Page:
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Study every way to end energy woes

You may not have noticed until high prices and shortages hit the gas pumps, but an energy supply crisis has been looming.

When it comes to electricity, we've been forecasting for quite a while that our state's supply strategy can't stay on the same course if we want to enjoy the level of service and reliability we've grown accustomed to.

Georgia's population is booming. Common sense dictates that we need to develop more electricity generating resources. Experts calculate that our state's population will grow 17 percent this decade alone.

So the math tells us we need 17 percent more generating capacity, right?

Wrong. Because each one of us is using more electricity, demand is forecast to grow a whopping 39 percent. That's more than double the rate of population growth.

We can't increase electricity use without increasing the supply. It's physically impossible.

Yet there are those who are adamantly against expanding traditional power generation resources. But a narrow approach won't work.

Wind turbines require a minimum wind flow to be efficient, and we just don't have that kind of wind in Georgia.

Wind studies being conducted by a consortium of Georgia EMCs show that small-scale projects may be feasible but will have minimal impact on meeting summer peak demand. That means wind turbines won't be able to significantly contribute to supplying the booming growth.

Solar energy is a good idea, but its practical applications are limited. That's because it would take 9,800 acres of solar panels to equal the output of just one typical coal-fired plant.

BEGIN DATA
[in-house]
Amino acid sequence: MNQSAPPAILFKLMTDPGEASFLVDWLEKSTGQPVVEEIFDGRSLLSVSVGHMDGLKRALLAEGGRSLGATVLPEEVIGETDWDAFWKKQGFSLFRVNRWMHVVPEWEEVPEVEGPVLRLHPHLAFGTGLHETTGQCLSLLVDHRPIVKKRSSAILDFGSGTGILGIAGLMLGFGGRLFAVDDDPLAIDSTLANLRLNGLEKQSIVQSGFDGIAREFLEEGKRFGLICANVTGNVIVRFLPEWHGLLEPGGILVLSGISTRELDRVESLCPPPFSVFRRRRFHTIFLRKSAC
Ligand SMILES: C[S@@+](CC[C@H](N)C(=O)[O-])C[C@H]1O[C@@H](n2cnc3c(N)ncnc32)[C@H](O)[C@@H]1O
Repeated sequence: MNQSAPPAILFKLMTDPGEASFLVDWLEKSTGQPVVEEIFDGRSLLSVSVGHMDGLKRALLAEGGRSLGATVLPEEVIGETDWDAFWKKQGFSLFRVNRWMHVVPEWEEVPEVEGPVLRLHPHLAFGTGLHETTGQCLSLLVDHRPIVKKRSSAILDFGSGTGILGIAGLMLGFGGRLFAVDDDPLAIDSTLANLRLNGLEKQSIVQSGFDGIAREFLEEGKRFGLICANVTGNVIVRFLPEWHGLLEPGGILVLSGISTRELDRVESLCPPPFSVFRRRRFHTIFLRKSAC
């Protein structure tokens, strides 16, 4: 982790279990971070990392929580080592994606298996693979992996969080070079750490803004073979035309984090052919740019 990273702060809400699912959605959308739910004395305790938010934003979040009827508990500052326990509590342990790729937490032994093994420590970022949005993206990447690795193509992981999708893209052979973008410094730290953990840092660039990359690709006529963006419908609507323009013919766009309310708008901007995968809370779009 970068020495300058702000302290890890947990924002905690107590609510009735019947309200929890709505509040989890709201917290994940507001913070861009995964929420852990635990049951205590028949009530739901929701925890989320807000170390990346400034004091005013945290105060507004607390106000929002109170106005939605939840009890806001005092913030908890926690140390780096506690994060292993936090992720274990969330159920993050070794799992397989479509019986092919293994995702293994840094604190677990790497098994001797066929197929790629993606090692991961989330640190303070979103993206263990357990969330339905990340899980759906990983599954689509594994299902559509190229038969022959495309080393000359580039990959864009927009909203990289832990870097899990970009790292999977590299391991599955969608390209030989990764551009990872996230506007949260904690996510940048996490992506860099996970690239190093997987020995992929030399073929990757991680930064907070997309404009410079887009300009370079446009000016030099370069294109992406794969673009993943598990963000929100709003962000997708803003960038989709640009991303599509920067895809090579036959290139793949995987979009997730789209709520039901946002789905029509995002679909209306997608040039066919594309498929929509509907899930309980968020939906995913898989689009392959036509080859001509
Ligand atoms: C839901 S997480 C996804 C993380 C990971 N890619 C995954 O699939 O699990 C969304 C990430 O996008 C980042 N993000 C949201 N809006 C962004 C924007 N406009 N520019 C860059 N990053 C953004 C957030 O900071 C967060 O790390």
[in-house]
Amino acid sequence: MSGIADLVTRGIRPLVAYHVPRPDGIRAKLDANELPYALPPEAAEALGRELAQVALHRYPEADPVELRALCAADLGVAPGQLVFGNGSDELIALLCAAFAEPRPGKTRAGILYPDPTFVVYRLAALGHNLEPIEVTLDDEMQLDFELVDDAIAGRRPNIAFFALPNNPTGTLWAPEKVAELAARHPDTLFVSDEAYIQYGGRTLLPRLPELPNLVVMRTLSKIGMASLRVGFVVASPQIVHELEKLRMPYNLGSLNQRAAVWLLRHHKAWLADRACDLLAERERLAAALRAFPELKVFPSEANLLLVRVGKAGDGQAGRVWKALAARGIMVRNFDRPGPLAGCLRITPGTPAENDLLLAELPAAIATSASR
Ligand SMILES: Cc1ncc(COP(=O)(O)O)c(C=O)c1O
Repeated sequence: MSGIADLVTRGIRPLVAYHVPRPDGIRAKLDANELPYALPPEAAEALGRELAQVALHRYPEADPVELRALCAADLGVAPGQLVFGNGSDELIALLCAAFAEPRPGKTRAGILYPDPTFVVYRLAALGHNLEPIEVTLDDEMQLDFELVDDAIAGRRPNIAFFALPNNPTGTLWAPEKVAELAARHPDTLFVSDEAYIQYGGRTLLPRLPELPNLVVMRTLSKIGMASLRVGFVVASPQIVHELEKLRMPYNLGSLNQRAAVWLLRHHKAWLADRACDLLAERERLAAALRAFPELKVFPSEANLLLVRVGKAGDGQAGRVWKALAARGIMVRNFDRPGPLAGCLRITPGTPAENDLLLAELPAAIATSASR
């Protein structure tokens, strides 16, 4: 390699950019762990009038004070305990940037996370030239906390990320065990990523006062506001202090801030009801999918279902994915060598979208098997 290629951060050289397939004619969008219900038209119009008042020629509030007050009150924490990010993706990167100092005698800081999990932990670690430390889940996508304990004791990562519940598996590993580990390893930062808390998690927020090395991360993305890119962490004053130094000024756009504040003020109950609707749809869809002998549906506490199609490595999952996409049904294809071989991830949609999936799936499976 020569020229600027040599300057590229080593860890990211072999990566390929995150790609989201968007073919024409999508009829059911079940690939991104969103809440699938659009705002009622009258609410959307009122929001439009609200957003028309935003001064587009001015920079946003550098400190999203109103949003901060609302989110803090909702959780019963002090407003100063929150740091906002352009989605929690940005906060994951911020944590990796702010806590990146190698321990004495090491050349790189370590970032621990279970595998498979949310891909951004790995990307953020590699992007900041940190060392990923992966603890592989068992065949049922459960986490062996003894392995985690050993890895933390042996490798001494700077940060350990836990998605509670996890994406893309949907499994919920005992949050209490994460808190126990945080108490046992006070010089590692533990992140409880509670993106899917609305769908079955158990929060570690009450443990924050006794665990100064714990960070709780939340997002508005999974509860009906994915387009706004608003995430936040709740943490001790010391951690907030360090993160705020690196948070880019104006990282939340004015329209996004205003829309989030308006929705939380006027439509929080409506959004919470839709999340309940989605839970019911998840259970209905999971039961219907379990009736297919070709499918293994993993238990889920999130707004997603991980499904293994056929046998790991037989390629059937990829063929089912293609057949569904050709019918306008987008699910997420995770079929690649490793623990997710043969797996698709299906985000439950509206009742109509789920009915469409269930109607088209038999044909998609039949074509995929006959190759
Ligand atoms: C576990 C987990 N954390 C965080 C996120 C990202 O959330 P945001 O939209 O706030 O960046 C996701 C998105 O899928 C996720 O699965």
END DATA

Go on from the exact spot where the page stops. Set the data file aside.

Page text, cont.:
Some small projects make sense, but the electricity from a solar array the size to power some of the needs of an average home costs five to ten times the cost of what you buy off the grid.

Even then, it would take years to get significant amounts of wind and solar projects online. Unfortunately, Georgia can't wait.

But we shouldn't dismiss wind and solar power altogether. They fit nicely into a diverse, integrated strategy, like Walton EMC's new solar water heater progra. Check our Web site, www.waltonemc.com, for details.

That strategy needs to include all the resources we've been so richly blessed with. For example, the United States is the Saudi Arabia of coal. There is a 250-year supply right under our feet.

And France generates over 75 percent of its electricity from nuclear energy, giving it some of the lowest electricity prices and CO2 emissions. Our country - the country that developed the technology the French use - can do the same.

Wind, hydro, landfill gas, coal, solar, biomass, nuclear, natural gas - all of these are ingredients in a successful energy recipe.

Ronnie Lee is the CEO of Walton Electric Membership Corporation.